The first investigation of the International Criminal Court will concern the situation in Democratic Republic of Congo : A great hope for the victims of a conflict with a regional dimension

The International Federation for Human Rights (FIDH) and its member organisations in Democratic Republic of Congo (DRC), the ASADHO, the League of Electors and the Lotus Group, welcome the opening of the first investigation, announced yesterday by the Prosecutor of the International Criminal Court (ICC), Luis Moreno Ocampo.

From September 2003, the Prosecutor stated that the situation in Ituri - East of Congo - would be considered as a priority by his office. On March, 3rd 2004, president Joseph Kabila asked M. Moreno to investigate the situation in DRC since July, 1st 2002 (see FIDH press release April, 23th 2004).

The opening of the investigation, announced today by the Prosecutor, marks a new step in the effective repression of the perpetrators of the gravest crimes. It reaffirms the victims’ right to an effective remedy. It also demonstrates the capacity of the Court to act in spite of some states resistance.

The FIDH recalls that the Court has jurisdiction on all perpetrators of war crimes, crimes against humanity or genocide committed on Congolese territory, whatever their nationality.

The FIDH and its partners in Democratic Republic of Congo call the Congolese authorities to fully cooperate with all the organs of the International Criminal Court. They must facilitate the Office of the Prosecutor investigations and allow the victims to access the Court through the Registry.

The DRC must immediately adopt an implementation law of the ICC Statute and sign the Agreement on Privileges and Immunities, which entered into force the 22th June 2004.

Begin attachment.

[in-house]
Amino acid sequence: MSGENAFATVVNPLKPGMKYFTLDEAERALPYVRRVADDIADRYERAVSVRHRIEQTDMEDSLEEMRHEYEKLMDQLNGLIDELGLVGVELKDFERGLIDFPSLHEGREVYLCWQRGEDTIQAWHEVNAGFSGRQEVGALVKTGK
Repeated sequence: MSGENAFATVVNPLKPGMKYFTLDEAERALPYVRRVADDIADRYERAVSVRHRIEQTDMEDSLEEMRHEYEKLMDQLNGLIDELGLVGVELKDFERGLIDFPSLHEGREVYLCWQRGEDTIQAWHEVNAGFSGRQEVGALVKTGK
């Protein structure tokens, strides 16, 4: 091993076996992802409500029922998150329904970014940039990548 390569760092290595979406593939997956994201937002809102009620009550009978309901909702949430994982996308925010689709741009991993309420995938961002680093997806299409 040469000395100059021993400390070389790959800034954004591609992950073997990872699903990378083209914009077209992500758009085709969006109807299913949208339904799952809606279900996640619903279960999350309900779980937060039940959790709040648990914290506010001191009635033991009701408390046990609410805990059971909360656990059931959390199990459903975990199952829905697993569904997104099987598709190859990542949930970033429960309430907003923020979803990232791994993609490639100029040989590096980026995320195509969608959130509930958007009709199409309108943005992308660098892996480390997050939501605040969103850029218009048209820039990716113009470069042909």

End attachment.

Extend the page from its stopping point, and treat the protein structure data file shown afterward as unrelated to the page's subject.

No political consideration should interfere with this cooperation and thus weaken the requirement of justice.

The FIDH and its member organisations recall that the ICC must guarantee an effective protection for victims and witnesses and ensure the right of victims to participate at all stages of the proceedings, as provided by the Rome Statute.

The FIDH considers the Prosecutor’ announcement as essential in the context of violence which prevails once again in Eastern DRC. The start of ICC operational activities, first permanent international criminal jurisdiction, must contribute to establish a sustainable peace in the country and prevent the commission of new grave violations of human rights.

The FIDH announces the organisation of a training session on ICC for eight representatives of non governmental Congolese organisations in its office in The Hague from June, 28th. This session will facilitate the discussion between representatives of the civil society and the Court, and guarantee a better use of Court mechanisms by the representatives of Congolese victims.

Moreover, the FIDH learnt that the US government renounced to ask for the renewal of the Security Council resolution exempting American soldiers from the International Criminal Court jurisdiction (see our press release of 05/21/2004). Facing the disapproval from many States, the civil society and the UN Secretary general, American authorities, unable to gather enough votes at the Council, finally recognized their isolation.

The FIDH considers that it is an significant victory for the international community against "exceptionalism".
However, the FIDH will remain watchful, and insists that the future Security Council resolutions must not contradict the message sent today on a case by case basis.

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